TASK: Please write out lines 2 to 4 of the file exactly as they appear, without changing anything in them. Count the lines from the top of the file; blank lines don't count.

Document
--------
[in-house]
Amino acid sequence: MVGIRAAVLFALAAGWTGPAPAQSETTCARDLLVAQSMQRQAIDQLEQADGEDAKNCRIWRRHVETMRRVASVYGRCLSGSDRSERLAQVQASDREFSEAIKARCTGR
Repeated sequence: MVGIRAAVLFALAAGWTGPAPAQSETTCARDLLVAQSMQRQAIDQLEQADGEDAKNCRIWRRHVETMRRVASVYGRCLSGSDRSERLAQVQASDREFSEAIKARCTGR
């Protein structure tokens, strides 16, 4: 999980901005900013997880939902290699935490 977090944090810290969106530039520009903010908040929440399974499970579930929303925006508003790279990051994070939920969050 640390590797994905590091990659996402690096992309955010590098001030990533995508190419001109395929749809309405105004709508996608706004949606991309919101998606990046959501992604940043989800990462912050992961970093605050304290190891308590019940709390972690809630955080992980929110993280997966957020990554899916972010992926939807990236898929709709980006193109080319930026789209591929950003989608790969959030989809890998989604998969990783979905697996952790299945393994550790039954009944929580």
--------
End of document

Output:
Amino acid sequence: MVGIRAAVLFALAAGWTGPAPAQSETTCARDLLVAQSMQRQAIDQLEQADGEDAKNCRIWRRHVETMRRVASVYGRCLSGSDRSERLAQVQASDREFSEAIKARCTGR
Repeated sequence: MVGIRAAVLFALAAGWTGPAPAQSETTCARDLLVAQSMQRQAIDQLEQADGEDAKNCRIWRRHVETMRRVASVYGRCLSGSDRSERLAQVQASDREFSEAIKARCTGR
């Protein structure tokens, strides 16, 4: 999980901005900013997880939902290699935490 977090944090810290969106530039520009903010908040929440399974499970579930929303925006508003790279990051994070939920969050 640390590797994905590091990659996402690096992309955010590098001030990533995508190419001109395929749809309405105004709508996608706004949606991309919101998606990046959501992604940043989800990462912050992961970093605050304290190891308590019940709390972690809630955080992980929110993280997966957020990554899916972010992926939807990236898929709709980006193109080319930026789209591929950003989608790969959030989809890998989604998969990783979905697996952790299945393994550790039954009944929580």